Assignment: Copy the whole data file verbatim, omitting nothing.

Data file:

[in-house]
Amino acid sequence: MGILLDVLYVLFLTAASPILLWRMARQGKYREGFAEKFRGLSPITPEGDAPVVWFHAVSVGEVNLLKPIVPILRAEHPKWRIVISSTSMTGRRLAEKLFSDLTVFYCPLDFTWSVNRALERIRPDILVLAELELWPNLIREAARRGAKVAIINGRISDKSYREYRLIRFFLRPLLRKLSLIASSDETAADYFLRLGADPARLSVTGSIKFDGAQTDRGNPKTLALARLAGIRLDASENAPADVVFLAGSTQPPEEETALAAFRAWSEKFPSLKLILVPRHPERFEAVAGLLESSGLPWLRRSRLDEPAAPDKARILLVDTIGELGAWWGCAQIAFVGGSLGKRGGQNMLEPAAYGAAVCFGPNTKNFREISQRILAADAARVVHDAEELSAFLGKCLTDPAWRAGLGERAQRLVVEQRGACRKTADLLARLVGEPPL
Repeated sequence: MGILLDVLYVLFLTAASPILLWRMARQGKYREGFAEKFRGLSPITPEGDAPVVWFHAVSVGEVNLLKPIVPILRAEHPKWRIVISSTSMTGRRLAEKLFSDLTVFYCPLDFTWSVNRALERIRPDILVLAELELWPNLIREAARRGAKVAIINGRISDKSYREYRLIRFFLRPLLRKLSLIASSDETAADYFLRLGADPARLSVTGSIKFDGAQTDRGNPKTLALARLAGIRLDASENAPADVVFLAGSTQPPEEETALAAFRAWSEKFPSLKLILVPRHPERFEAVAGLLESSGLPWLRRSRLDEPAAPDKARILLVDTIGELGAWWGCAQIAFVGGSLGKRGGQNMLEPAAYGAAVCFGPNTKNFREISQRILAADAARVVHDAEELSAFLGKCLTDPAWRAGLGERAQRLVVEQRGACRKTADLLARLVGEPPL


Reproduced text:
[in-house]
Amino acid sequence: MGILLDVLYVLFLTAASPILLWRMARQGKYREGFAEKFRGLSPITPEGDAPVVWFHAVSVGEVNLLKPIVPILRAEHPKWRIVISSTSMTGRRLAEKLFSDLTVFYCPLDFTWSVNRALERIRPDILVLAELELWPNLIREAARRGAKVAIINGRISDKSYREYRLIRFFLRPLLRKLSLIASSDETAADYFLRLGADPARLSVTGSIKFDGAQTDRGNPKTLALARLAGIRLDASENAPADVVFLAGSTQPPEEETALAAFRAWSEKFPSLKLILVPRHPERFEAVAGLLESSGLPWLRRSRLDEPAAPDKARILLVDTIGELGAWWGCAQIAFVGGSLGKRGGQNMLEPAAYGAAVCFGPNTKNFREISQRILAADAARVVHDAEELSAFLGKCLTDPAWRAGLGERAQRLVVEQRGACRKTADLLARLVGEPPL
Repeated sequence: MGILLDVLYVLFLTAASPILLWRMARQGKYREGFAEKFRGLSPITPEGDAPVVWFHAVSVGEVNLLKPIVPILRAEHPKWRIVISSTSMTGRRLAEKLFSDLTVFYCPLDFTWSVNRALERIRPDILVLAELELWPNLIREAARRGAKVAIINGRISDKSYREYRLIRFFLRPLLRKLSLIASSDETAADYFLRLGADPARLSVTGSIKFDGAQTDRGNPKTLALARLAGIRLDASENAPADVVFLAGSTQPPEEETALAAFRAWSEKFPSLKLILVPRHPERFEAVAGLLESSGLPWLRRSRLDEPAAPDKARILLVDTIGELGAWWGCAQIAFVGGSLGKRGGQNMLEPAAYGAAVCFGPNTKNFREISQRILAADAARVVHDAEELSAFLGKCLTDPAWRAGLGERAQRLVVEQRGACRKTADLLARLVGEPPL